I invest in energy, so I have a keen interest in energy supply and demand. I think the "hydrogen economy" is a smoke screen.
Hydrogen is not a source of energy, it's an energy carrier. Energy is required to create hydrogen gas. Energy from fossil fuels, nuclear, or other energy source.
The energy yield in the creation of hydrogen is typically 14%. That means you put 100 watts in and get 14 watts out.
On top of that, the energy density of hydrogen is extremely low. Typically, hydrogen tanks are run at 10,000 PSI, and yet only yield (in the case of this honda) 6mpg. Is this sounding like a good idea yet?
To push a tractor trailer across the country, I think it takes something like 4000 gallons of hydrogen under great pressure. Hydrogen won't drive trains, aircraft, or ships because the energy density is too low. http://www.unh.edu/p2/biodiesel/article_alge.html
One quick fix for our energy problems is $150-$200/bbl oil. Once prices hit that level, we'll have all the oil we'll ever need (through convservation & production), and as many alternatives as we want.
Oh, and those of you thinking that gasoline prices are going to drop forever, think again. The only reason we've seen gas drop so quickly is because Mr. Paulson's Goldman firm changed the % component of gasoline in the world's biggest commodity index from 8% down to 2.5%. This created a worldwide sell-off of the stuff. http://www.lewrockwell.com/orig7/stojan1.html
This is the problem - hydrogen and fuel cells won't alleviate our fossil fuel dependence unless we generate the hydrogen from other sources - like solar, wind, nuclear or biomass (plants).
There's an article in this week's Nature that highlights the CO2 problem - simply stopping the rate of increase of atmospheric CO2 isn't enough; the amount of CO2 emissions needs to drop to the rate of CO2 accumulation by the oceans and biomass.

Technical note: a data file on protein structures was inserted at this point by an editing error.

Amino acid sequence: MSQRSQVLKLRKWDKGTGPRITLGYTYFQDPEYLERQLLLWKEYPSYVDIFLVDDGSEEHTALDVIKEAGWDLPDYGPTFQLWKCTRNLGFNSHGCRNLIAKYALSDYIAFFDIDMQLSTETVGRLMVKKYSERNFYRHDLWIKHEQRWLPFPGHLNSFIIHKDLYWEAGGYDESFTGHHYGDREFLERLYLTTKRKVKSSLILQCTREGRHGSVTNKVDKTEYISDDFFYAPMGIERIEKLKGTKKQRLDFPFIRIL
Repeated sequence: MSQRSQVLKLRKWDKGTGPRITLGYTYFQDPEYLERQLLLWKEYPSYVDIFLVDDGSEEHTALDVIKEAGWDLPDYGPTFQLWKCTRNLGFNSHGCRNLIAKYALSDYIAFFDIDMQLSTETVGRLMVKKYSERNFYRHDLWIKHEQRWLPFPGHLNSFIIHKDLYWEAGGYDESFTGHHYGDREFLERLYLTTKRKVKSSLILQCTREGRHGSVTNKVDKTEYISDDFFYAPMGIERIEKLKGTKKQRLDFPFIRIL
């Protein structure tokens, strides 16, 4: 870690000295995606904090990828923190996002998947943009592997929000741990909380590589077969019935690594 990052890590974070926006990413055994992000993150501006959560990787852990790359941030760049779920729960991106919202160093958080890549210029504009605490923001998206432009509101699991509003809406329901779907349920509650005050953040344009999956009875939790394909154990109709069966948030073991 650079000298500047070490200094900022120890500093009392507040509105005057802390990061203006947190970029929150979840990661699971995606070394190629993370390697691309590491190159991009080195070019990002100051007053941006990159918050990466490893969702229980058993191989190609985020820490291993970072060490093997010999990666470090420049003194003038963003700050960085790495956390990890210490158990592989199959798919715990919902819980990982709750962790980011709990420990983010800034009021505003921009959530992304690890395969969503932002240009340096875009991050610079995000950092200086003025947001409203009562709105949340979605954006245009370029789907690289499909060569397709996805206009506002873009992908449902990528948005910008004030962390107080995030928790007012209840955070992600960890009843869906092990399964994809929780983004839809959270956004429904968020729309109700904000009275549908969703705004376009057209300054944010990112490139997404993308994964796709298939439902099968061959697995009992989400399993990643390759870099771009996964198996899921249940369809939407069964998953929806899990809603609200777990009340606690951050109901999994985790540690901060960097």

Oh, and Nature isn't some sort of crazy greenie moonbat publication, fyi.
Don't forget St. Louis and St. Paul, along with the Saint Lawrence river. This last one will have to be negotiated with the Canadians. Also, Illinois, Oklahoma and the Dakotas are Indian names, as well as myriad city names across the country - looks like we are making fun of the Indians and using them as "mascots", so the names have to be changed.
Well, the oil has to be pumped out of the ground in the Middle East or Venezuela or Canada (about half of what we use); the oil then has to be pumped through a pipeline to a portside terminal, where it's pumped onto an oil tanker; the oil tanker has to take it across the ocean to the United States, where it has to be refined into gasoline; the gasoline has to be transported to a distribution terminal; from the distribution terminal, the gasoline has to be loaded onto a tanker and distributed to the gas station. And then you get to pump it into your car.
So which uses more energy, performing all of the steps above to produce gasoline, or converting natural gas to hydrogen in your garage?